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Australian band re-creates sound of Bee Gees

Australian band re-creates sound of Bee Gees

You can’t see brothers Barry, Maurice and Robin Gibb perform, but for a multimedia theatrical experi
Australian band re-creates sound of Bee Gees
The Australian Bee Gees

You can’t see brothers Barry, Maurice and Robin Gibb perform, but for a multimedia theatrical experience honoring their 40 years of music, head over to Proctors in Schenectady on Saturday night at 8 for The Australian Bee Gees.

A tribute band that has been playing Bee Gees’ music for nearly two decades, the Australian Bee Gees show features state-of-the-art sound and live camera images, re- creating the performance of the Brothers Gibb. Included in the song list are hits from the trio’s early years, such as “The New York Mining Disaster 1941” and “To Love Somebody,” to their later disco classics such as “Stayin’ Alive” and “You Should Be Dancin.’ ”

Since producing their first concert event in 1996, the Australian Bee Gees have worked to reproduce the look, sound and personality of the famous group.

The Gibb brothers were born on the Isle of Man to English parents, grew up in Manchester, England, and then moved to Redcliffe in Queensland, Australia. In 1967, they moved back to the United Kingdom where producer Robert Stigwood helped them become a worldwide sensation.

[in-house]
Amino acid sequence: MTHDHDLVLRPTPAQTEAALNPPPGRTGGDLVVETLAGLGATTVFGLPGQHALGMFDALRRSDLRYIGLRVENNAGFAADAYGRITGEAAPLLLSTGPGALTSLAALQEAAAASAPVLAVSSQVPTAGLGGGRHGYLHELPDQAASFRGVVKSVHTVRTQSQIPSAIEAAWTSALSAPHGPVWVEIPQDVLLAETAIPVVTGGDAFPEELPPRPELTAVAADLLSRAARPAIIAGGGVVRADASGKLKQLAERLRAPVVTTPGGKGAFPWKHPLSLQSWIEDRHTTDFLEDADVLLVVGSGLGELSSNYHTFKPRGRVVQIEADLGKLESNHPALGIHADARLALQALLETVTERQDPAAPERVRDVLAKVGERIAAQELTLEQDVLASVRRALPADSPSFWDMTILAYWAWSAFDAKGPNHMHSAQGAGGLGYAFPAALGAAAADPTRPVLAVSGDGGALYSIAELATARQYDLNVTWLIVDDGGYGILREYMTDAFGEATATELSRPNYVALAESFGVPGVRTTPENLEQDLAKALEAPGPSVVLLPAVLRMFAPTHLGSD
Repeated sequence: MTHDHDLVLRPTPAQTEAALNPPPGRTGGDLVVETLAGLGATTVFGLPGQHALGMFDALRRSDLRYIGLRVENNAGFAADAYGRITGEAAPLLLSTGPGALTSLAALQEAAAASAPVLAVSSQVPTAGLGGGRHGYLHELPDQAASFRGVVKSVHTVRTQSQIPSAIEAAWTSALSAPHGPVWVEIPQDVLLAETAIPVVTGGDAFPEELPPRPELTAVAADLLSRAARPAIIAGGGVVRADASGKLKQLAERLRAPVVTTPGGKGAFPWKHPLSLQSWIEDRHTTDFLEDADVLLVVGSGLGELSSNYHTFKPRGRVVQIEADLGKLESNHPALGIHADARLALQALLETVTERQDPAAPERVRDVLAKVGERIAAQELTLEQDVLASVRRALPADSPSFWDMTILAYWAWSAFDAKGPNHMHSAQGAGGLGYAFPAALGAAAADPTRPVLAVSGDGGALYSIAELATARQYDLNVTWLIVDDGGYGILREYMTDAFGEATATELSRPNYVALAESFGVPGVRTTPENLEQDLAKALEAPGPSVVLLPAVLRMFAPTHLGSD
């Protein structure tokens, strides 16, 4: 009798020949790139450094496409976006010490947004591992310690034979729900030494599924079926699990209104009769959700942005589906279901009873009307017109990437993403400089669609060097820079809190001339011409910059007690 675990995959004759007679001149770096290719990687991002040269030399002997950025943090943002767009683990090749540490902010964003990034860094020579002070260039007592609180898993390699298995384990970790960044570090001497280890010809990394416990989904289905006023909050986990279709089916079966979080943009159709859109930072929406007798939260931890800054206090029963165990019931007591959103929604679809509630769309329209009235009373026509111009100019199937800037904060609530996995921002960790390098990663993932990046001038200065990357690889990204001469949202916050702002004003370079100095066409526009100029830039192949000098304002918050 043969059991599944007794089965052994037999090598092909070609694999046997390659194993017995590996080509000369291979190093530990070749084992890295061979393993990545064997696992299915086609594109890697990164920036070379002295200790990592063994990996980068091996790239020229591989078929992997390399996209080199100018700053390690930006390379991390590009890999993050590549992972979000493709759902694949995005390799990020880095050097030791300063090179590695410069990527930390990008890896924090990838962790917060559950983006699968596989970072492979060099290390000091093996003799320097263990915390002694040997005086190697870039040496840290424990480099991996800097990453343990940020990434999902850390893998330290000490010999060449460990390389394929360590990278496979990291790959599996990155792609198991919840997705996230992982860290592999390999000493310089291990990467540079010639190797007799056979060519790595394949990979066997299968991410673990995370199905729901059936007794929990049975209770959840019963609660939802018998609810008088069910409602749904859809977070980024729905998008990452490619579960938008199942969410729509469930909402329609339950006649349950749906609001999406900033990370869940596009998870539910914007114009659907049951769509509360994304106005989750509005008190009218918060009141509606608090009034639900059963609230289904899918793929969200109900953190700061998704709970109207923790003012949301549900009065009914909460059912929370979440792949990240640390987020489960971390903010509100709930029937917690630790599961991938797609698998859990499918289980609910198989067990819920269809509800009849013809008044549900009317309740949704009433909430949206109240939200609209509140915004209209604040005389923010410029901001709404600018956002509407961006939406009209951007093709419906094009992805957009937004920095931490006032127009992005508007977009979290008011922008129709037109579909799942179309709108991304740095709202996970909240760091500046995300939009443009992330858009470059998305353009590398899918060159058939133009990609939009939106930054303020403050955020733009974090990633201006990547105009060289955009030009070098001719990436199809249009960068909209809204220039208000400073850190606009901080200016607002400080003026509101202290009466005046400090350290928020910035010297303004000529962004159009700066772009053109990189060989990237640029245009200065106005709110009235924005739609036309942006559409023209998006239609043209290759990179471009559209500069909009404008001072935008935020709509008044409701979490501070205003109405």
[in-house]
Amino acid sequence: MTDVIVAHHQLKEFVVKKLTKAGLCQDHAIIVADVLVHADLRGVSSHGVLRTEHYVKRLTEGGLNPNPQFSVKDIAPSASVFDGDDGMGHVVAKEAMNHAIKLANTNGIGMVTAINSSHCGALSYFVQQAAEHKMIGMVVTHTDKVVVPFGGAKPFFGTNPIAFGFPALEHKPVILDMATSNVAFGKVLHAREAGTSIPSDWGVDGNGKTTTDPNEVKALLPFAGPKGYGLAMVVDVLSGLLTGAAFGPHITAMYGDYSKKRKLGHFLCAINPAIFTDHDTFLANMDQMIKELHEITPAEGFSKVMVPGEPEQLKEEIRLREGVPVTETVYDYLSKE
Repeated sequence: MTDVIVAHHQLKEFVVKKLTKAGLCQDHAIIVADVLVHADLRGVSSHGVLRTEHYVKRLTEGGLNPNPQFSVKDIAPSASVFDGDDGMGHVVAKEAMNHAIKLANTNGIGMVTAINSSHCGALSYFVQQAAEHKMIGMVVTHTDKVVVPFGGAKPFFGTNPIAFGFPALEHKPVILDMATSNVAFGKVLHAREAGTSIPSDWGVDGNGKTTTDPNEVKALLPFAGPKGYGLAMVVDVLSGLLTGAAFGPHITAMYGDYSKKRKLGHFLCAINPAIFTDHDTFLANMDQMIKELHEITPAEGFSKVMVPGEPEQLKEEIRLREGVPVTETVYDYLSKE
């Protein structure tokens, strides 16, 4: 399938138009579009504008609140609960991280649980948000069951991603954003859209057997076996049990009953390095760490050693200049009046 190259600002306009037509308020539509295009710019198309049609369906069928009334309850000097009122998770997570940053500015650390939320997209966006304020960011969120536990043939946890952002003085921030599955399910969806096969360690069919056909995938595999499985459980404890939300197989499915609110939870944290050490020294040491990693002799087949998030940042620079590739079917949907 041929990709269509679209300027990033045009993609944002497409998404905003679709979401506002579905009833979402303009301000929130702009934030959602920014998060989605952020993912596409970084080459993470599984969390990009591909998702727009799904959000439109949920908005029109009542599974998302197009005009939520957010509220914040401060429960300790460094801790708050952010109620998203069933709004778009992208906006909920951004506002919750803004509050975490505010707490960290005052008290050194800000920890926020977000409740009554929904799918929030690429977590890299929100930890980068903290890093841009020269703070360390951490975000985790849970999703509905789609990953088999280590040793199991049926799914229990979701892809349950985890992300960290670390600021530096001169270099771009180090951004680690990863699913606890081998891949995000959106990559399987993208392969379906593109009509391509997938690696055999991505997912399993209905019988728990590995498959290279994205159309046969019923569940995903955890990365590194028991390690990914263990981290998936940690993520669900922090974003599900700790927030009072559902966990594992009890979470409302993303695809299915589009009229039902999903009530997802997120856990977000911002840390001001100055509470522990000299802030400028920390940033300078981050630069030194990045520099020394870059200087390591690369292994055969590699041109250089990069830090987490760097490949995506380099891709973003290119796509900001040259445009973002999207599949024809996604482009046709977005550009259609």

The Australian Bee Gees have also had a long career, forming their tribute band in 1996. Michael Clift plays Barry, David Scott is Robin and Wayne Hosking is Maurice. Joining them on stage are Tony Richards on bass and Burnt Hills-Ballston Lake High School graduate Brian Czach on drums.

Clift was born in Queanbeyan, Australia, and toured with his band Red Tape before moving to Melbourne. The group disbanded in 1996, giving Clift the opportunity to perform as Barry in the group that was then called Stayin’ Alive.

Scott, a native of Auckland, New Zealand, played backup for many of Australia’s top acts and then returned home to Auckland to play guitar in Golden Harvest, best known for its 1977 top-10 hit, “I Need Your Love.” In 1996 he joined forces with Clift and put away his guitar to mimic the group’s main vocalist, Robin.

Hosking was born and raised in Melbourne where he became a popular piano player and vocalist. He joined up with Clift and Scott in 1996 and took on the role of Maurice in Stayin’ Alive.

The original Bee Gees sold more than 220 million records and were inducted into the Rock and Roll Hall of Fame in 1997. After Maurice’s death at the age of 53 in 2003, the group retired. Robin died in 2012 at the age of 62; Barry Gibb, now 68, continues to perform.

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